If you were planning a wedding this year, chances are you’re dealing with a wave of stress and worry right now.
Thanks to Coronavirus, thousands of couples have had to postpone their wedding days, and as if the emotions of living through a global pandemic weren’t enough to process, you’re now trying to reconcile the way that the happiest day of your life has now somehow become a source of sadness and disappointment.
The important thing to remember is you’re not alone. Read on as we explain why it’s ok to feel sad and expert advice on how to cope.
Why It’s Okay To Feel Sad About Postponing Your Wedding
First, let us say that if this has happened to you, our hearts go out to you, and you’re perfectly entitled to feel dumbfounded, bewildered and frankly, more than a little broken by this chain of events. ‘A wedding is a significant life event that connects two people (hopefully) for life. It is not stress free!’ says relationship therapist Dr Kalanit Ben-Ari, the counsellor behind the Ready For Love online course.
‘There is an emotional process as well as a lot of organisation involved in the planning of this big event, which can be very overwhelming. In many cases it also includes managing family members’ expectations and needs, managing budget and finance, dealing with other people’s emotional reactions to certain details, family dynamics, tensions between the couple, and much more.
‘When you organise a wedding, the date itself is like an anchor for this emotional rollercoaster. With the emotional build up, planning, and in many cases financial implications, having to then postpone and re-plan is a lot to handle.’
‘Since the 1960s, psychological research has rated the major life events that trigger the most stress as moving home, getting divorced, the death of a loved one, and getting married,’ agrees chartered psychologist Dr Audrey Tang, author of The Leader’s Guide to Resilience, which will be published later this year.
‘With regards to getting married, especially at a late stage of postponement, there are a number of elements which need to be managed: telling guests, venue and other supplier bookings, deposits that have been paid out, honeymoon bookings – the list really is endless.’
‘Sometimes there are deeper psychological needs surrounding the choice of date that you may also need to address – perhaps it was important because of guests you wanted to have present, perhaps it is timed because of a birth. Those elements cannot be easily “changed” when a “new normal” resumes.’
‘And of course you will have looked forward to it. It’s like the feeling when we haven’t won the lottery yet, but in our minds we’ve spent the cheque.’
What to Do If You Feel Guilty for Feeling Sad about Your Wedding Being Postponed
A wedding is a huge life event, but with everything that’s going on in the world right now, if all your loved ones are healthy, you are still enormously lucky in many ways. When you’re struggling to cope with having to move your wedding, you might also find yourself feeling guilty for finding it hard to appreciate what you do have, and being unable to stop focusing on what you don’t.
‘The most important thing you can do is to accept that you are allowed to feel sad. It is a huge disappointment, and for yourself, it is important to appreciate that,’ Dr Tang explains. ‘It is common, however, to feel “with others dying I’m lucky to be alive” and of course, this may also be a message that others use – platitudes like “Oh you’ve still got your health” and the #firstworldproblems hashtag sometimes serve to trivialise what we are feeling.’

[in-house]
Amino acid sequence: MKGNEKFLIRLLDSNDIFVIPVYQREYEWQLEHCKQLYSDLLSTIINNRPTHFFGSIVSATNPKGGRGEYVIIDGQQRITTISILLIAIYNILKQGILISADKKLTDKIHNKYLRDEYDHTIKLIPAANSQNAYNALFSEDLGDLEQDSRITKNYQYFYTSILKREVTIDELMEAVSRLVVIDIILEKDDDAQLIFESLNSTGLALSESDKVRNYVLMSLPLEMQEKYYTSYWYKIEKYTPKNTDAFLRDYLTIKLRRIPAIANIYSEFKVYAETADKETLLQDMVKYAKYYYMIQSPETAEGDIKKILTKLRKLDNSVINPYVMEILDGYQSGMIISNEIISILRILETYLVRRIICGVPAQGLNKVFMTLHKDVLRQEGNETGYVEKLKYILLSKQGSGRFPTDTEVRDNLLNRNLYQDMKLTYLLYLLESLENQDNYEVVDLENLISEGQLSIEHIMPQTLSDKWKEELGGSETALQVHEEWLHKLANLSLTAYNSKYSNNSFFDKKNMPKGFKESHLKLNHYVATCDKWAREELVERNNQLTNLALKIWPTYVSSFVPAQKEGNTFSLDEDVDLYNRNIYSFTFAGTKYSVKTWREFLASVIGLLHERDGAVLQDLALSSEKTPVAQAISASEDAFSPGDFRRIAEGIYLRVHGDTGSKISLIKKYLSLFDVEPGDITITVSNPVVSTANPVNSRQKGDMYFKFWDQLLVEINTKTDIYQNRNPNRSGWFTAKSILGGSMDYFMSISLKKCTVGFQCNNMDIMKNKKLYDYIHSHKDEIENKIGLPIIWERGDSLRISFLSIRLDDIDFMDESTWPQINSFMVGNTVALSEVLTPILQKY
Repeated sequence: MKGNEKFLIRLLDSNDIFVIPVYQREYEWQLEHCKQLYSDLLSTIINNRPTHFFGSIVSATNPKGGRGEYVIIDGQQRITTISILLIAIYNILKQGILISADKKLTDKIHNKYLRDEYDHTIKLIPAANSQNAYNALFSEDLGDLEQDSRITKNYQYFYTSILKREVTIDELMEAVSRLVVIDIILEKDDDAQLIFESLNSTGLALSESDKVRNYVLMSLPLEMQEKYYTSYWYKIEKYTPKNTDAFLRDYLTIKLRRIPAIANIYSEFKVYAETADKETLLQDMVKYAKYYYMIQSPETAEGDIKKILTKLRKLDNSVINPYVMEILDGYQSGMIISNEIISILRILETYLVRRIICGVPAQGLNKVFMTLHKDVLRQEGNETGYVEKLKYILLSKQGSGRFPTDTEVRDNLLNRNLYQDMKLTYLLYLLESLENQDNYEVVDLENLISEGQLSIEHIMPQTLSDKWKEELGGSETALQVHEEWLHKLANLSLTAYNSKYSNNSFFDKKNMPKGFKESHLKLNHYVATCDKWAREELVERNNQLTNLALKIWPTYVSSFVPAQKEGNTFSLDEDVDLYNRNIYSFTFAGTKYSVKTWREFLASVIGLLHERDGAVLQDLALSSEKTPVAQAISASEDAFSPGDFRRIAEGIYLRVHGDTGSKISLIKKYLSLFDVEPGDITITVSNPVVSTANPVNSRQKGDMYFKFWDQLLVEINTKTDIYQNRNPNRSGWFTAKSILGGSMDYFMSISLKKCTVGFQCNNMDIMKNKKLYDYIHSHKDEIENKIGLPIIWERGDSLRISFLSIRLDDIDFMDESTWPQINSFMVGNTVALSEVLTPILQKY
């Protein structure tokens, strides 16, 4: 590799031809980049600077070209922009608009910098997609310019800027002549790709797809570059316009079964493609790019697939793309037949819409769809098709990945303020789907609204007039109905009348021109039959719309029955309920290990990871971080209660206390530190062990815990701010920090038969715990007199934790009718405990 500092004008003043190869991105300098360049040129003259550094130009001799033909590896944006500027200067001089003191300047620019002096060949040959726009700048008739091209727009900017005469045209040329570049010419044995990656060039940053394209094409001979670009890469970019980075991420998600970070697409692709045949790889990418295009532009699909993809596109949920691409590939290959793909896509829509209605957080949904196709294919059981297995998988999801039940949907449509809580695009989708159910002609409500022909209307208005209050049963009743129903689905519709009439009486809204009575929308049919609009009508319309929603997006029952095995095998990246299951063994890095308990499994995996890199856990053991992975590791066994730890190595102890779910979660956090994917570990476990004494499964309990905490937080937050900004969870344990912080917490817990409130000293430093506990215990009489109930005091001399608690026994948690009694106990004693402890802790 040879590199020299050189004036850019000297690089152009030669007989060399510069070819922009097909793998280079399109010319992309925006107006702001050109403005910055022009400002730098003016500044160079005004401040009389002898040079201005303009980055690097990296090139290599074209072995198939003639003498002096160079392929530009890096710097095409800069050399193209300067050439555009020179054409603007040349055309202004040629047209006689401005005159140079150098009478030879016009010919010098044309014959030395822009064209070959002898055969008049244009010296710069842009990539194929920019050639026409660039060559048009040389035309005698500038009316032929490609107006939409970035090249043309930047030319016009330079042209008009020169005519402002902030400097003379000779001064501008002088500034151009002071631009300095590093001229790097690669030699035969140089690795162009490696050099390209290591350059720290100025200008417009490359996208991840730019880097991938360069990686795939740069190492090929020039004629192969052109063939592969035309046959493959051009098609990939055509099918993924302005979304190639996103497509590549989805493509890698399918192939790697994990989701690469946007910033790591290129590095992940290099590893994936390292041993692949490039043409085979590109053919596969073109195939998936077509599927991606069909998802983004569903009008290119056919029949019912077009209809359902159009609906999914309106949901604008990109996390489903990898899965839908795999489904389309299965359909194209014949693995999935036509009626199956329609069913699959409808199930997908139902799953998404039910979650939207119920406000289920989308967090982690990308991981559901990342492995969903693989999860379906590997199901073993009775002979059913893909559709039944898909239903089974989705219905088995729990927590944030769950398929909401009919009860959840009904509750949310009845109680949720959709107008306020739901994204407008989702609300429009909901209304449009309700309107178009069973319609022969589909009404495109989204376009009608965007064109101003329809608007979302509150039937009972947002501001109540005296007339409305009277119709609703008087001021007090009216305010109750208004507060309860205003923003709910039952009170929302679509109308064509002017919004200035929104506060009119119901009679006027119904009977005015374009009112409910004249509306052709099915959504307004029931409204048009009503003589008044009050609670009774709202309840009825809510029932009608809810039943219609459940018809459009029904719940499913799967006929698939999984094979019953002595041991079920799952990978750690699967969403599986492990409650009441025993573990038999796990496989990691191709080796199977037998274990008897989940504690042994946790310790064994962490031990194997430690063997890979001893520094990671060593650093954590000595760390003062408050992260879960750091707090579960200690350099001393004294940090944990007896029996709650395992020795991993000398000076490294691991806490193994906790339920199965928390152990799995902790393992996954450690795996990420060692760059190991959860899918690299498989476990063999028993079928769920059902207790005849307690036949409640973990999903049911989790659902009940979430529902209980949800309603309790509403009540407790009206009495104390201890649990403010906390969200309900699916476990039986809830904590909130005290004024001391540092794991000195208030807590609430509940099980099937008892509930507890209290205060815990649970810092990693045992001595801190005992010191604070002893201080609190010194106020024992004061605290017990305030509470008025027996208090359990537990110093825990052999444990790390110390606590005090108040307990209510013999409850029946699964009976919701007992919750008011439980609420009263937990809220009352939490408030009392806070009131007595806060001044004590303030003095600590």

‘It must be noted that as a singular whole and valuable human being are allowed to feel sad – simply for yourself. When such comments or statements serve to invalidate those feelings, this can lead to bottling them up, which in turn can trigger more stress, anxiety and possibly even depression or other mental health issues.’
‘If you are posting about it on social media in order to generate sympathy, that is a different matter because there, consciously or not, you may be inviting opinion – but this is a very different situation and the goal is very different. For yourself, and your spouse-to-be, you are allowed to feel sad. In fact, this is where your teamwork and your personal union and connection, even without the wedding, has a chance to shine. Be there for each other.’
How to Cope with Having to Postpone Your Wedding
‘Be aware of your mind-set and inner dialogue,’ Dr Ben-Ari advises. ‘The nervous system reacts differently to certain thoughts. Your inner voice might be saying “this is a tragedy, I cannot handle this” or “OK it is not what I wanted, but now we have more time to plan”. You do not have control over lockdown or the coronavirus itself, but you do have the ability to control your reaction to the situation and adjust your mind-set.’
Dr Tang also points out that it’s important to recognise that you are dealing with an emotional loss. ‘Loss is defined as having something and not having it anymore – and it also refers to the emotion of grief – a response to the absence of something that was of value.’
The key stages of grief include:
- Shock and denial
- Pain and guilt
- ‘Depression’, reflection, loneliness
- Reconstruction and working through
- Acceptance and hope
‘It is natural to feel all of those emotions – they may come quickly, slowly, and at different times to your partner,’ she observes. ‘It may be worth being aware that you and your partner may also have different reactions. For example, just because they are not showing their emotions in the way that you are, it doesn’t mean they aren’t feeling them. Men do have a tendency to withdraw and women to express – and misunderstanding these responses as “you don’t care”, or “you care too much” can be unhelpful – take the time to observe and understand each other’s responses.’
READ MORE: How To Host a Virtual Hen Do During Lockdown
How to Support Your Partner If They’re Struggling to Cope with Postponing Your Wedding
‘The worst thing you can do is tell them they are overreacting, being oversensitive or taking things out of proportion,’ says Dr Ben-Ari. ‘This type of a reaction will only trigger more anxiety, a sense of loneliness and a defensive response.